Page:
By Eric Marrapodi, CNN Belief Blog Co-Editor
(CNN) – The Rev. Robert H. Schuller built the Crystal Cathedral, one of America's first megachurches, from the ground up but now the 84-year-old has been voted out by the church's board.
In a statement issued by the church Monday, church officials said Schuller's role with the board was merely changing.
"Now 84 years old, Dr. Schuller has been working toward semi-retirement, since total retirement is not an option for this pastor who is still just as passionate about his calling," the statement said. "Recently, the board of directors of Crystal Cathedral Ministries voted to change Dr. Schuller's position from that of a voting board member to the honorary Chairman of the Board Emeritus, a non-voting position," the statement added.
It continued to say the move would allow more time for speaking engagements and writing opportunities for Schuller.
"He will also continue to speak in the pulpit of the Crystal Cathedral and on the Hour of Power, and meet with staff in creative and vision-casting meetings," the church release read. "Hour of Power" is a weekly television program that was started by Schuller.
Schuller's granddaughter, Angie Schuller Wyatt, said the vote took place several days ago. "He was ousted by the board in the same way my father was. It was surprising, but not completely unexpected," she said.
By Dave Schechter, CNN
The following may cheer those who complain that Jews exercise too much influence in the American political system.
“The massive overrepresentation of Jews on Capitol Hill, long a source of pride for the community, has been shrinking in recent years and could drop in the coming election cycle from 41 to the mid 30s, a level last seen 15 years ago,” Nathan Guttman recently wrote in The Forward, the Jewish newspaper.
Perhaps a golden age of sorts is coming to an end.
On the Fourth of July across the U.S., American Atheists are taking to skies with a flying banner ad campaign.
They will be flying over busy holiday hot spots like beaches and parks with banners that read: "Atheism is Patriotic" and "God-LESS America."
Some pilots balked and would not fly the banner ads.
Justin Jaye of Fly Signs Aerial Advertising, told the Belief Blog last week, "I've been in this business for 20 years and I've never run into so much resistance on people flying," Jaye said. "I've had pilots who are actual atheists who said, 'Justin, I am an atheist and I won't fly it because I can't wear a bulletproof vest.'"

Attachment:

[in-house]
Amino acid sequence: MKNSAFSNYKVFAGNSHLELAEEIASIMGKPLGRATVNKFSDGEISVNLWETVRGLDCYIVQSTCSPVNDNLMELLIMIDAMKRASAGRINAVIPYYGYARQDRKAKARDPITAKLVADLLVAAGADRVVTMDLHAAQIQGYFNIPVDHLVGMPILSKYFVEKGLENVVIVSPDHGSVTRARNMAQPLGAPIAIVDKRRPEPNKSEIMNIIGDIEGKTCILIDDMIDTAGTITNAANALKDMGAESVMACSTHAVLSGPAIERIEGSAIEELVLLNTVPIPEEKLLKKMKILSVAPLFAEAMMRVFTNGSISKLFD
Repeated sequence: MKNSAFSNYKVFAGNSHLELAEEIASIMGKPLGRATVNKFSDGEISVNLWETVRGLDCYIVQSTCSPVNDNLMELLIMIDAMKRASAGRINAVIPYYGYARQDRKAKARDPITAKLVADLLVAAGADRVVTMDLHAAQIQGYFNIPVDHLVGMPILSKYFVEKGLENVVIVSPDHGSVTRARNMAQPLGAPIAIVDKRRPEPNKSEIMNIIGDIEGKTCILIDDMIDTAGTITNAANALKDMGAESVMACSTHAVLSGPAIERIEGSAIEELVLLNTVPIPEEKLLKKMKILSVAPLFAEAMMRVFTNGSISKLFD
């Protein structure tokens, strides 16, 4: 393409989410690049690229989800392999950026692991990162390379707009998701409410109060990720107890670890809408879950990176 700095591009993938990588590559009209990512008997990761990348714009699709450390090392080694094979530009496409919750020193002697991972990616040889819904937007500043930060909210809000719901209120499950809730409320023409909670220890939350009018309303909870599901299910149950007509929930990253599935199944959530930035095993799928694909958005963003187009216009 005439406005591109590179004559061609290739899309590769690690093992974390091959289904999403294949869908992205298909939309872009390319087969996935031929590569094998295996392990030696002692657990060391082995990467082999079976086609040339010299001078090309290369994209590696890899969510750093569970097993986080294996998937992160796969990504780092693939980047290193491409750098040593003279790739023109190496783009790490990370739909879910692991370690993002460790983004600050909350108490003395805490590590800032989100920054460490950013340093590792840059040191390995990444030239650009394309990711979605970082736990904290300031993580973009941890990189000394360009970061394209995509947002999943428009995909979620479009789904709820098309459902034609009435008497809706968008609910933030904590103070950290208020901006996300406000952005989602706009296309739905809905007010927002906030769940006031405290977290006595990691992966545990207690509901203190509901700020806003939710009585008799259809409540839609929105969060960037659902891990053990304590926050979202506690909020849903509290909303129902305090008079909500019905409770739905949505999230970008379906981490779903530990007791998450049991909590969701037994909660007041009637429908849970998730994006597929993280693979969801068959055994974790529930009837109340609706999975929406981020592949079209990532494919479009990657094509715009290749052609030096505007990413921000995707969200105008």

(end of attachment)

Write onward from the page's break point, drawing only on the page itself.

By Mike Schwartz and Kevin Flower, CNN
Jerusalem (CNN) - Police in Jerusalem braced Monday for more street protests by ultra-orthodox Jews and right-wing nationalists following the high profile detention Sunday of a well known rabbi for his alleged endorsement of a controversial religious text which justifies the killing of non-Jews.
Rabbi Yaakov Yosef, the son of Rabbi Ovadia Yosef the spiritual leader of the Shas party and an important member of Israel's governing coalition, was questioned by investigators Sunday on suspicions of incitement to violence and racism according to Israeli police.
Yosef's detention was the second high-profile move by police in just over a week in their investigation of public endorsements of a religious treatise called "The King's Torah" written by Yosef Elitzur and Rabbi Yitzhak Shapira, the head of a Jewish religious school in the extremist Israeli settlement of Yitzhar.
By Shahira Amin, For CNN
Cairo, Egypt (CNN) - Islam Lotfy may look like your average 35-year-old Cairene. He's dark, clean-shaven, slightly chubby and wears glasses. There's nothing in his appearance that hints at his Islamist identity, save for the prayer mark on his forehead.
Lotfy is, in fact, an active member of the Muslim Brotherhood - Egypt's largest opposition movement, which was banned from politics under the former regime of Hosni Mubarak.
Lotfy is a lawyer who specializes in human rights cases and also a member of a youth coalition that comprises young Egyptian revolutionaries of varied ideologies.
The young members of the coalition are united by a single goal: ensuring Egypt's transition to a civil democratic state. More than four months after Mubarak was forced from office in mass uprisings that erupted January 25, Lotfy and other young Muslim Brotherhood members say they are feeling increasingly alienated from the Islamist organization that shaped their political beliefs and influenced their behavior for most of their lives.
By Kenneth C. Davis, Special to CNN
Editor's note: Kenneth C. Davis is the author of "Don't Know Much About History: Anniversary Edition" (HarperCollins). He posts regularly at his blog at http://www.dontknowmuch.com/.
(CNN) - As America celebrates its birthday on July 4, the timeless words of Thomas Jefferson will surely be invoked to remind us of our founding ideals - that "All men are created equal" and are "endowed by their Creator" with the right to "Life, Liberty and the pursuit of Happiness." These phrases, a cherished part of our history, have rightly been called "American Scripture."
But Jefferson penned another phrase, arguably his most famous after those from the Declaration of Independence. These far more contentious words - "a wall of separation between church and state" - lie at the heart of the ongoing debate between those who see America as a "Christian Nation" and those who see it as a secular republic, a debate that is hotter than a Washington Fourth of July.
It is true these words do not appear in any early national document. What may be Jefferson's second most-quoted phrase is found instead in a letter he sent to a Baptist association in Danbury, Connecticut.
The CNN Belief Blog covers the faith angles of the day's biggest stories, from breaking news to politics to entertainment, fostering a global conversation about the role of religion and belief in readers' lives. It's edited by CNN's Daniel Burke with contributions from Eric Marrapodi and CNN's worldwide news gathering team.